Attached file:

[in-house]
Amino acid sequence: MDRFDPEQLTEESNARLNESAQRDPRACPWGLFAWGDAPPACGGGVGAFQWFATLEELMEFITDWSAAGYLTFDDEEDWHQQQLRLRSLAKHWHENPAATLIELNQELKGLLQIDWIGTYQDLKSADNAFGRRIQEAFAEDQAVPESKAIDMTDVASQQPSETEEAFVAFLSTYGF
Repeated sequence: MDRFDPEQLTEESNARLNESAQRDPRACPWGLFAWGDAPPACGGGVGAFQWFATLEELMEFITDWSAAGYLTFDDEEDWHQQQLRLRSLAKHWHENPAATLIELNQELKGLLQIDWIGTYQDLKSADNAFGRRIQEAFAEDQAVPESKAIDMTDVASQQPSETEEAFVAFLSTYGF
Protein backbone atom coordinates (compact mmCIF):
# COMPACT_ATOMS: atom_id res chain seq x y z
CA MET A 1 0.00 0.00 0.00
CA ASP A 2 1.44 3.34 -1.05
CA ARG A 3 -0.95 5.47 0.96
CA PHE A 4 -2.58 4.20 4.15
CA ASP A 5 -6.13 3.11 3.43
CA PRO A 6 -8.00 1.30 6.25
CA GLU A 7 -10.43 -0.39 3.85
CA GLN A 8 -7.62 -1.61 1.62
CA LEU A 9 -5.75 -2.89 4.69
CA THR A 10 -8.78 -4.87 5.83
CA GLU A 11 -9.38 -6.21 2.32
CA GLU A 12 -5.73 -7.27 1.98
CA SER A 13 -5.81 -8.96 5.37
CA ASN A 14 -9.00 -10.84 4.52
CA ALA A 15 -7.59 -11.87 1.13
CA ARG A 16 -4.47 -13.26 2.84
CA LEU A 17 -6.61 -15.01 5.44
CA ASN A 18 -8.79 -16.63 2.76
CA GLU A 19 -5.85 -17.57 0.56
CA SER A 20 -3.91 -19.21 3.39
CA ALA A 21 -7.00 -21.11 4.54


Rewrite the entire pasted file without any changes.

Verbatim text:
[in-house]
Amino acid sequence: MDRFDPEQLTEESNARLNESAQRDPRACPWGLFAWGDAPPACGGGVGAFQWFATLEELMEFITDWSAAGYLTFDDEEDWHQQQLRLRSLAKHWHENPAATLIELNQELKGLLQIDWIGTYQDLKSADNAFGRRIQEAFAEDQAVPESKAIDMTDVASQQPSETEEAFVAFLSTYGF
Repeated sequence: MDRFDPEQLTEESNARLNESAQRDPRACPWGLFAWGDAPPACGGGVGAFQWFATLEELMEFITDWSAAGYLTFDDEEDWHQQQLRLRSLAKHWHENPAATLIELNQELKGLLQIDWIGTYQDLKSADNAFGRRIQEAFAEDQAVPESKAIDMTDVASQQPSETEEAFVAFLSTYGF
Protein backbone atom coordinates (compact mmCIF):
# COMPACT_ATOMS: atom_id res chain seq x y z
CA MET A 1 0.00 0.00 0.00
CA ASP A 2 1.44 3.34 -1.05
CA ARG A 3 -0.95 5.47 0.96
CA PHE A 4 -2.58 4.20 4.15
CA ASP A 5 -6.13 3.11 3.43
CA PRO A 6 -8.00 1.30 6.25
CA GLU A 7 -10.43 -0.39 3.85
CA GLN A 8 -7.62 -1.61 1.62
CA LEU A 9 -5.75 -2.89 4.69
CA THR A 10 -8.78 -4.87 5.83
CA GLU A 11 -9.38 -6.21 2.32
CA GLU A 12 -5.73 -7.27 1.98
CA SER A 13 -5.81 -8.96 5.37
CA ASN A 14 -9.00 -10.84 4.52
CA ALA A 15 -7.59 -11.87 1.13
CA ARG A 16 -4.47 -13.26 2.84
CA LEU A 17 -6.61 -15.01 5.44
CA ASN A 18 -8.79 -16.63 2.76
CA GLU A 19 -5.85 -17.57 0.56
CA SER A 20 -3.91 -19.21 3.39
CA ALA A 21 -7.00 -21.11 4.54